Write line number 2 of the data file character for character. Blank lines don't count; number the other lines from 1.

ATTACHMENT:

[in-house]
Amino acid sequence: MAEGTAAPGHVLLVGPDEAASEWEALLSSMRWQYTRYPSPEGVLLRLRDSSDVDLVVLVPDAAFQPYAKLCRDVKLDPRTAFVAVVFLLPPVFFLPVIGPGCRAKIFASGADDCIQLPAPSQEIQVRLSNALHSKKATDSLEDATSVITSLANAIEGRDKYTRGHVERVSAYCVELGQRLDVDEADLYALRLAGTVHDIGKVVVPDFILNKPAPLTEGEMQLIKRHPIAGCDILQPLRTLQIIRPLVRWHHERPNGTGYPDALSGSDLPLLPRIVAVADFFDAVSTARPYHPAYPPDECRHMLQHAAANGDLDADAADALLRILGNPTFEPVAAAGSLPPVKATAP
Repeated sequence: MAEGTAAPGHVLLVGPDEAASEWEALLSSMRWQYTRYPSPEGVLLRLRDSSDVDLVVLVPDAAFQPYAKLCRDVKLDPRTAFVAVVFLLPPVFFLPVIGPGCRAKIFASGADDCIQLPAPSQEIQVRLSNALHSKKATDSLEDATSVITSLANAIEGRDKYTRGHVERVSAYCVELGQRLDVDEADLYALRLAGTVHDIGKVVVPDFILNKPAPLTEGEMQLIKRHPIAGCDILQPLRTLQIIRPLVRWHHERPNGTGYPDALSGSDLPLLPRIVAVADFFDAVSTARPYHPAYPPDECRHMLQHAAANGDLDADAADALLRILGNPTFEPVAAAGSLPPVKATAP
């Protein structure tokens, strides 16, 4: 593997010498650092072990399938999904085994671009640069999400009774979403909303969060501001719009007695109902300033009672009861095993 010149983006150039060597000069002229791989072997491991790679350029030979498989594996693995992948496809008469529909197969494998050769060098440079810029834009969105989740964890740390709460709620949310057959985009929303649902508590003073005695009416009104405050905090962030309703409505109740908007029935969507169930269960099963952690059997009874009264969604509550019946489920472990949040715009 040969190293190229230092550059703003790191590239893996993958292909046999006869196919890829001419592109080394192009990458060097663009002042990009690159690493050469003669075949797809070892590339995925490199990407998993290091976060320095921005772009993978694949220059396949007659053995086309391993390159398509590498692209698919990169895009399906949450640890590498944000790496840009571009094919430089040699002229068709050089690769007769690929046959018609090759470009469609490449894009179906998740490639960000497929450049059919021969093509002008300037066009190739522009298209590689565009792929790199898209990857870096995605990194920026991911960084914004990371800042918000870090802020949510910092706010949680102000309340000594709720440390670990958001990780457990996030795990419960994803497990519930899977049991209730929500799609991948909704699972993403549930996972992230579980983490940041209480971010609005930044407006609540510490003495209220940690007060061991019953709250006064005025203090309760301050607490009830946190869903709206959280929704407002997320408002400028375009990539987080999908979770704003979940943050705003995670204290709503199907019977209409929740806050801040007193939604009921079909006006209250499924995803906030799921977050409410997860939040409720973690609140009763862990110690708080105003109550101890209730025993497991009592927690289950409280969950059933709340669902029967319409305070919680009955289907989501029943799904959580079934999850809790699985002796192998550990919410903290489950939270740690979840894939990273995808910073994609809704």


Amino acid sequence: MAEGTAAPGHVLLVGPDEAASEWEALLSSMRWQYTRYPSPEGVLLRLRDSSDVDLVVLVPDAAFQPYAKLCRDVKLDPRTAFVAVVFLLPPVFFLPVIGPGCRAKIFASGADDCIQLPAPSQEIQVRLSNALHSKKATDSLEDATSVITSLANAIEGRDKYTRGHVERVSAYCVELGQRLDVDEADLYALRLAGTVHDIGKVVVPDFILNKPAPLTEGEMQLIKRHPIAGCDILQPLRTLQIIRPLVRWHHERPNGTGYPDALSGSDLPLLPRIVAVADFFDAVSTARPYHPAYPPDECRHMLQHAAANGDLDADAADALLRILGNPTFEPVAAAGSLPPVKATAP